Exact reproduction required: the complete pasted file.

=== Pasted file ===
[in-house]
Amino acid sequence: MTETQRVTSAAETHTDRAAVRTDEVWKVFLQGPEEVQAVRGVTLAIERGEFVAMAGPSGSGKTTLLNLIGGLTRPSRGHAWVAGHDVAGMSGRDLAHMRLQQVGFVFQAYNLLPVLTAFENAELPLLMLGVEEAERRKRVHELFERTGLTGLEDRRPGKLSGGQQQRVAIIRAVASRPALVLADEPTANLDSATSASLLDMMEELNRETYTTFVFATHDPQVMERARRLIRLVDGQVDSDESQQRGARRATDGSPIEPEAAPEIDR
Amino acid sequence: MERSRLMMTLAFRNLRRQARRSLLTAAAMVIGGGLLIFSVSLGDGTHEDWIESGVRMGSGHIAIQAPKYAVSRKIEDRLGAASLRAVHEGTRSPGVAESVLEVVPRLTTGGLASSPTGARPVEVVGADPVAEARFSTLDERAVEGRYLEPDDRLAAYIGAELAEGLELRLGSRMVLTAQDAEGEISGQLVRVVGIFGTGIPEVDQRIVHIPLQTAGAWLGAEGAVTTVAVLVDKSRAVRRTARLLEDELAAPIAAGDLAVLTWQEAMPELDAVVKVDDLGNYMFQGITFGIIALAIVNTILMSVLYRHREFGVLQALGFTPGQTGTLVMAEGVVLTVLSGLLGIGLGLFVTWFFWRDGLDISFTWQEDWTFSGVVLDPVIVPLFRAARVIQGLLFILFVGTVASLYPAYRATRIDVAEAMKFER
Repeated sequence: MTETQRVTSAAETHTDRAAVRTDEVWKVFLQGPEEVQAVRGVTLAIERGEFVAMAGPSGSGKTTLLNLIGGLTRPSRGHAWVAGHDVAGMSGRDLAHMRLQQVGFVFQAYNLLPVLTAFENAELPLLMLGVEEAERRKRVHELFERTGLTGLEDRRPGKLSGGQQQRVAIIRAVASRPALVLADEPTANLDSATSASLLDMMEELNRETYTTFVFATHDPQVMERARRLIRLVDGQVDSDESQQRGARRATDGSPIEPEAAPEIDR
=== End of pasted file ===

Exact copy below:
[in-house]
Amino acid sequence: MTETQRVTSAAETHTDRAAVRTDEVWKVFLQGPEEVQAVRGVTLAIERGEFVAMAGPSGSGKTTLLNLIGGLTRPSRGHAWVAGHDVAGMSGRDLAHMRLQQVGFVFQAYNLLPVLTAFENAELPLLMLGVEEAERRKRVHELFERTGLTGLEDRRPGKLSGGQQQRVAIIRAVASRPALVLADEPTANLDSATSASLLDMMEELNRETYTTFVFATHDPQVMERARRLIRLVDGQVDSDESQQRGARRATDGSPIEPEAAPEIDR
Amino acid sequence: MERSRLMMTLAFRNLRRQARRSLLTAAAMVIGGGLLIFSVSLGDGTHEDWIESGVRMGSGHIAIQAPKYAVSRKIEDRLGAASLRAVHEGTRSPGVAESVLEVVPRLTTGGLASSPTGARPVEVVGADPVAEARFSTLDERAVEGRYLEPDDRLAAYIGAELAEGLELRLGSRMVLTAQDAEGEISGQLVRVVGIFGTGIPEVDQRIVHIPLQTAGAWLGAEGAVTTVAVLVDKSRAVRRTARLLEDELAAPIAAGDLAVLTWQEAMPELDAVVKVDDLGNYMFQGITFGIIALAIVNTILMSVLYRHREFGVLQALGFTPGQTGTLVMAEGVVLTVLSGLLGIGLGLFVTWFFWRDGLDISFTWQEDWTFSGVVLDPVIVPLFRAARVIQGLLFILFVGTVASLYPAYRATRIDVAEAMKFER
Repeated sequence: MTETQRVTSAAETHTDRAAVRTDEVWKVFLQGPEEVQAVRGVTLAIERGEFVAMAGPSGSGKTTLLNLIGGLTRPSRGHAWVAGHDVAGMSGRDLAHMRLQQVGFVFQAYNLLPVLTAFENAELPLLMLGVEEAERRKRVHELFERTGLTGLEDRRPGKLSGGQQQRVAIIRAVASRPALVLADEPTANLDSATSASLLDMMEELNRETYTTFVFATHDPQVMERARRLIRLVDGQVDSDESQQRGARRATDGSPIEPEAAPEIDR